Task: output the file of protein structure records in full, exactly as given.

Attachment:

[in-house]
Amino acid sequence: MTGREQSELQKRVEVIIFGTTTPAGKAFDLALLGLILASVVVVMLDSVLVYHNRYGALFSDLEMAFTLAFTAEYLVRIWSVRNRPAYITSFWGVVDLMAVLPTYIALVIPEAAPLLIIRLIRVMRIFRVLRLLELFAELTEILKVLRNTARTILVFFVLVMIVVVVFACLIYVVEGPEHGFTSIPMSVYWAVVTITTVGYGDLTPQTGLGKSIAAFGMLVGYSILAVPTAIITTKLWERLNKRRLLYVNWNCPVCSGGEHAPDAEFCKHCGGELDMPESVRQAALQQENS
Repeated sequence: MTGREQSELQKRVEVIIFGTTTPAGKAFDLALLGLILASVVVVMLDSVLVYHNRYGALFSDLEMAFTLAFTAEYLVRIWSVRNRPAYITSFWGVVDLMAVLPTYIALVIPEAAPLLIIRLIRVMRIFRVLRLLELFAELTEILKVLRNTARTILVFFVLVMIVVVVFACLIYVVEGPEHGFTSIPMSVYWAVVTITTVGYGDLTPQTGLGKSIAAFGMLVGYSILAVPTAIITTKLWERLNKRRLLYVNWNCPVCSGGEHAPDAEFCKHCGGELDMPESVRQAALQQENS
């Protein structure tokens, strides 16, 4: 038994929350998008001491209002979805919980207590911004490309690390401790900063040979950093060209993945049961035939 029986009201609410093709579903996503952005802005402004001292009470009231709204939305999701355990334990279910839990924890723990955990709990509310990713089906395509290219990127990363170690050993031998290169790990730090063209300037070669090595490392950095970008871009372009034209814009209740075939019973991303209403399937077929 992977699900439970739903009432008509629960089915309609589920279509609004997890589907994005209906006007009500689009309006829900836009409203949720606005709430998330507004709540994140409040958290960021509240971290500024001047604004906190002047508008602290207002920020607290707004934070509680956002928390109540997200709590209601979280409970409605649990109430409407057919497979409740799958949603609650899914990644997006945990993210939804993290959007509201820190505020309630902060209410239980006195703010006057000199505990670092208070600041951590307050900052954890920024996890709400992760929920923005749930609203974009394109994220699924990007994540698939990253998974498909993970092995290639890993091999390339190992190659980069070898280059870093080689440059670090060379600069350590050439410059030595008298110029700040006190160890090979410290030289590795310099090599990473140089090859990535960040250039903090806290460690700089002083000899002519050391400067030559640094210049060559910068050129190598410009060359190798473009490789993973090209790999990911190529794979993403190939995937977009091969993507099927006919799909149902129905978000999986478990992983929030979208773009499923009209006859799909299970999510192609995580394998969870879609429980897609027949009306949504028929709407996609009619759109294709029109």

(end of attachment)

[in-house]
Amino acid sequence: MTGREQSELQKRVEVIIFGTTTPAGKAFDLALLGLILASVVVVMLDSVLVYHNRYGALFSDLEMAFTLAFTAEYLVRIWSVRNRPAYITSFWGVVDLMAVLPTYIALVIPEAAPLLIIRLIRVMRIFRVLRLLELFAELTEILKVLRNTARTILVFFVLVMIVVVVFACLIYVVEGPEHGFTSIPMSVYWAVVTITTVGYGDLTPQTGLGKSIAAFGMLVGYSILAVPTAIITTKLWERLNKRRLLYVNWNCPVCSGGEHAPDAEFCKHCGGELDMPESVRQAALQQENS
Repeated sequence: MTGREQSELQKRVEVIIFGTTTPAGKAFDLALLGLILASVVVVMLDSVLVYHNRYGALFSDLEMAFTLAFTAEYLVRIWSVRNRPAYITSFWGVVDLMAVLPTYIALVIPEAAPLLIIRLIRVMRIFRVLRLLELFAELTEILKVLRNTARTILVFFVLVMIVVVVFACLIYVVEGPEHGFTSIPMSVYWAVVTITTVGYGDLTPQTGLGKSIAAFGMLVGYSILAVPTAIITTKLWERLNKRRLLYVNWNCPVCSGGEHAPDAEFCKHCGGELDMPESVRQAALQQENS
């Protein structure tokens, strides 16, 4: 038994929350998008001491209002979805919980207590911004490309690390401790900063040979950093060209993945049961035939 029986009201609410093709579903996503952005802005402004001292009470009231709204939305999701355990334990279910839990924890723990955990709990509310990713089906395509290219990127990363170690050993031998290169790990730090063209300037070669090595490392950095970008871009372009034209814009209740075939019973991303209403399937077929 992977699900439970739903009432008509629960089915309609589920279509609004997890589907994005209906006007009500689009309006829900836009409203949720606005709430998330507004709540994140409040958290960021509240971290500024001047604004906190002047508008602290207002920020607290707004934070509680956002928390109540997200709590209601979280409970409605649990109430409407057919497979409740799958949603609650899914990644997006945990993210939804993290959007509201820190505020309630902060209410239980006195703010006057000199505990670092208070600041951590307050900052954890920024996890709400992760929920923005749930609203974009394109994220699924990007994540698939990253998974498909993970092995290639890993091999390339190992190659980069070898280059870093080689440059670090060379600069350590050439410059030595008298110029700040006190160890090979410290030289590795310099090599990473140089090859990535960040250039903090806290460690700089002083000899002519050391400067030559640094210049060559910068050129190598410009060359190798473009490789993973090209790999990911190529794979993403190939995937977009091969993507099927006919799909149902129905978000999986478990992983929030979208773009499923009209006859799909299970999510192609995580394998969870879609429980897609027949009306949504028929709407996609009619759109294709029109």